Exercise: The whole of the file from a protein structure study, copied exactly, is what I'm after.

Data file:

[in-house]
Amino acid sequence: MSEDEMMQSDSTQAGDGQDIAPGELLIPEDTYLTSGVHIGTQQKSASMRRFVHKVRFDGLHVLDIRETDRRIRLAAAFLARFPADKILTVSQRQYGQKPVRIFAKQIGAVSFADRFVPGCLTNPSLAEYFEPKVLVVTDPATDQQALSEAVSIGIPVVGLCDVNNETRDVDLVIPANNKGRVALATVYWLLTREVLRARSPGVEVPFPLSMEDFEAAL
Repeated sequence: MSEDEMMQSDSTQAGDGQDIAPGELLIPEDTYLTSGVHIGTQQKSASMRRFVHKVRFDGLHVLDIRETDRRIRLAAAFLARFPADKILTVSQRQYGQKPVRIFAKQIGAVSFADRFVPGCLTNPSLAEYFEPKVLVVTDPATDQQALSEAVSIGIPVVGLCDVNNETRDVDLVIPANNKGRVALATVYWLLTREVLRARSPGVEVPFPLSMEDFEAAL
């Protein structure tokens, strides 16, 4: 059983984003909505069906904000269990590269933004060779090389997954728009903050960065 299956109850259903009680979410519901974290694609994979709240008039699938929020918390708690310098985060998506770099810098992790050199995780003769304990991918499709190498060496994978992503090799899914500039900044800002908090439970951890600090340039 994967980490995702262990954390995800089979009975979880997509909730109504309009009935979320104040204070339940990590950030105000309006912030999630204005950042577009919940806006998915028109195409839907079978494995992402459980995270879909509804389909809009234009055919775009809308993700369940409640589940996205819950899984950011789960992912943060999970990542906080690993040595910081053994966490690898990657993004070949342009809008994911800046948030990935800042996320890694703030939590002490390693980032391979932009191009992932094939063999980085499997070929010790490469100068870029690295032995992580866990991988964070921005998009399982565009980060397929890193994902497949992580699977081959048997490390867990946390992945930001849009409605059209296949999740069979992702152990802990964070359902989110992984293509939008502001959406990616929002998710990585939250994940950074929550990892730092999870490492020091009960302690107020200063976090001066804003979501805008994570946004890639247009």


[in-house]
Amino acid sequence: MSEDEMMQSDSTQAGDGQDIAPGELLIPEDTYLTSGVHIGTQQKSASMRRFVHKVRFDGLHVLDIRETDRRIRLAAAFLARFPADKILTVSQRQYGQKPVRIFAKQIGAVSFADRFVPGCLTNPSLAEYFEPKVLVVTDPATDQQALSEAVSIGIPVVGLCDVNNETRDVDLVIPANNKGRVALATVYWLLTREVLRARSPGVEVPFPLSMEDFEAAL
Repeated sequence: MSEDEMMQSDSTQAGDGQDIAPGELLIPEDTYLTSGVHIGTQQKSASMRRFVHKVRFDGLHVLDIRETDRRIRLAAAFLARFPADKILTVSQRQYGQKPVRIFAKQIGAVSFADRFVPGCLTNPSLAEYFEPKVLVVTDPATDQQALSEAVSIGIPVVGLCDVNNETRDVDLVIPANNKGRVALATVYWLLTREVLRARSPGVEVPFPLSMEDFEAAL
């Protein structure tokens, strides 16, 4: 059983984003909505069906904000269990590269933004060779090389997954728009903050960065 299956109850259903009680979410519901974290694609994979709240008039699938929020918390708690310098985060998506770099810098992790050199995780003769304990991918499709190498060496994978992503090799899914500039900044800002908090439970951890600090340039 994967980490995702262990954390995800089979009975979880997509909730109504309009009935979320104040204070339940990590950030105000309006912030999630204005950042577009919940806006998915028109195409839907079978494995992402459980995270879909509804389909809009234009055919775009809308993700369940409640589940996205819950899984950011789960992912943060999970990542906080690993040595910081053994966490690898990657993004070949342009809008994911800046948030990935800042996320890694703030939590002490390693980032391979932009191009992932094939063999980085499997070929010790490469100068870029690295032995992580866990991988964070921005998009399982565009980060397929890193994902497949992580699977081959048997490390867990946390992945930001849009409605059209296949999740069979992702152990802990964070359902989110992984293509939008502001959406990616929002998710990585939250994940950074929550990892730092999870490492020091009960302690107020200063976090001066804003979501805008994570946004890639247009």